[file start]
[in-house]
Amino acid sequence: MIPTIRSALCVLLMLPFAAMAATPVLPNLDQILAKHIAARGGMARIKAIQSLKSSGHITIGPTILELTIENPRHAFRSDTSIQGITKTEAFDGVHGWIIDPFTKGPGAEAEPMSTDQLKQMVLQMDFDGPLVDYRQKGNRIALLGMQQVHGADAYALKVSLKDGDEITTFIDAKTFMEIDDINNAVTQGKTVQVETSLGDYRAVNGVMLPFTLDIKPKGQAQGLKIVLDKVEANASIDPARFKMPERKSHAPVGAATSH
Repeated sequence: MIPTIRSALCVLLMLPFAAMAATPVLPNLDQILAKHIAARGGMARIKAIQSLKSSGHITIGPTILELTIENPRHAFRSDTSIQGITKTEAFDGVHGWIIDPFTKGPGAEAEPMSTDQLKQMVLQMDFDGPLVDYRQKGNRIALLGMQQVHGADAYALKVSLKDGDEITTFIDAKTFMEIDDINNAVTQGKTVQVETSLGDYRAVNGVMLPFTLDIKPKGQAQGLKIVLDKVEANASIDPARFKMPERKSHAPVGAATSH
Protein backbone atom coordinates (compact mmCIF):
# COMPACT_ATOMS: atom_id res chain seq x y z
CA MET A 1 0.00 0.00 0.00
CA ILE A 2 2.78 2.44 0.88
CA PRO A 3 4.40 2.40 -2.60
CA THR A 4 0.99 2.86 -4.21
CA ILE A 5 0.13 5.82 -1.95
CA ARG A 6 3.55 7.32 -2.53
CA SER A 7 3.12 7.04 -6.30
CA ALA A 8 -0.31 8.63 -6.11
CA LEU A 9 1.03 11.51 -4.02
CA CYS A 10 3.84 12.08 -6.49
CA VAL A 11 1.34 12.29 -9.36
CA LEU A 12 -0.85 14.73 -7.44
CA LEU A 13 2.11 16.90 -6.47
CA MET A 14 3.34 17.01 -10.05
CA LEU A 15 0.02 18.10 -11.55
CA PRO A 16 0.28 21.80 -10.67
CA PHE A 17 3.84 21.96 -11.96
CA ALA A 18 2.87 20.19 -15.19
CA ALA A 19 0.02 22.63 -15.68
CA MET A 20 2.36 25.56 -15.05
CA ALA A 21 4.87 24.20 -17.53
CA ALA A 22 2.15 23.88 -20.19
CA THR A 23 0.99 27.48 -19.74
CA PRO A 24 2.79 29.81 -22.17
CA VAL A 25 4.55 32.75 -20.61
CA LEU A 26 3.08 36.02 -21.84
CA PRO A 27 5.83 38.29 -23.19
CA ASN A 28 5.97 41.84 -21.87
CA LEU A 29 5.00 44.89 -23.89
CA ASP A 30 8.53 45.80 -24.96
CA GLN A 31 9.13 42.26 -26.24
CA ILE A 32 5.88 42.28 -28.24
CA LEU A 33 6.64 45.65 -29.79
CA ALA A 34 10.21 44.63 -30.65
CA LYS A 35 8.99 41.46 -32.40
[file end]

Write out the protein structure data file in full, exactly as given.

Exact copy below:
[in-house]
Amino acid sequence: MIPTIRSALCVLLMLPFAAMAATPVLPNLDQILAKHIAARGGMARIKAIQSLKSSGHITIGPTILELTIENPRHAFRSDTSIQGITKTEAFDGVHGWIIDPFTKGPGAEAEPMSTDQLKQMVLQMDFDGPLVDYRQKGNRIALLGMQQVHGADAYALKVSLKDGDEITTFIDAKTFMEIDDINNAVTQGKTVQVETSLGDYRAVNGVMLPFTLDIKPKGQAQGLKIVLDKVEANASIDPARFKMPERKSHAPVGAATSH
Repeated sequence: MIPTIRSALCVLLMLPFAAMAATPVLPNLDQILAKHIAARGGMARIKAIQSLKSSGHITIGPTILELTIENPRHAFRSDTSIQGITKTEAFDGVHGWIIDPFTKGPGAEAEPMSTDQLKQMVLQMDFDGPLVDYRQKGNRIALLGMQQVHGADAYALKVSLKDGDEITTFIDAKTFMEIDDINNAVTQGKTVQVETSLGDYRAVNGVMLPFTLDIKPKGQAQGLKIVLDKVEANASIDPARFKMPERKSHAPVGAATSH
Protein backbone atom coordinates (compact mmCIF):
# COMPACT_ATOMS: atom_id res chain seq x y z
CA MET A 1 0.00 0.00 0.00
CA ILE A 2 2.78 2.44 0.88
CA PRO A 3 4.40 2.40 -2.60
CA THR A 4 0.99 2.86 -4.21
CA ILE A 5 0.13 5.82 -1.95
CA ARG A 6 3.55 7.32 -2.53
CA SER A 7 3.12 7.04 -6.30
CA ALA A 8 -0.31 8.63 -6.11
CA LEU A 9 1.03 11.51 -4.02
CA CYS A 10 3.84 12.08 -6.49
CA VAL A 11 1.34 12.29 -9.36
CA LEU A 12 -0.85 14.73 -7.44
CA LEU A 13 2.11 16.90 -6.47
CA MET A 14 3.34 17.01 -10.05
CA LEU A 15 0.02 18.10 -11.55
CA PRO A 16 0.28 21.80 -10.67
CA PHE A 17 3.84 21.96 -11.96
CA ALA A 18 2.87 20.19 -15.19
CA ALA A 19 0.02 22.63 -15.68
CA MET A 20 2.36 25.56 -15.05
CA ALA A 21 4.87 24.20 -17.53
CA ALA A 22 2.15 23.88 -20.19
CA THR A 23 0.99 27.48 -19.74
CA PRO A 24 2.79 29.81 -22.17
CA VAL A 25 4.55 32.75 -20.61
CA LEU A 26 3.08 36.02 -21.84
CA PRO A 27 5.83 38.29 -23.19
CA ASN A 28 5.97 41.84 -21.87
CA LEU A 29 5.00 44.89 -23.89
CA ASP A 30 8.53 45.80 -24.96
CA GLN A 31 9.13 42.26 -26.24
CA ILE A 32 5.88 42.28 -28.24
CA LEU A 33 6.64 45.65 -29.79
CA ALA A 34 10.21 44.63 -30.65
CA LYS A 35 8.99 41.46 -32.40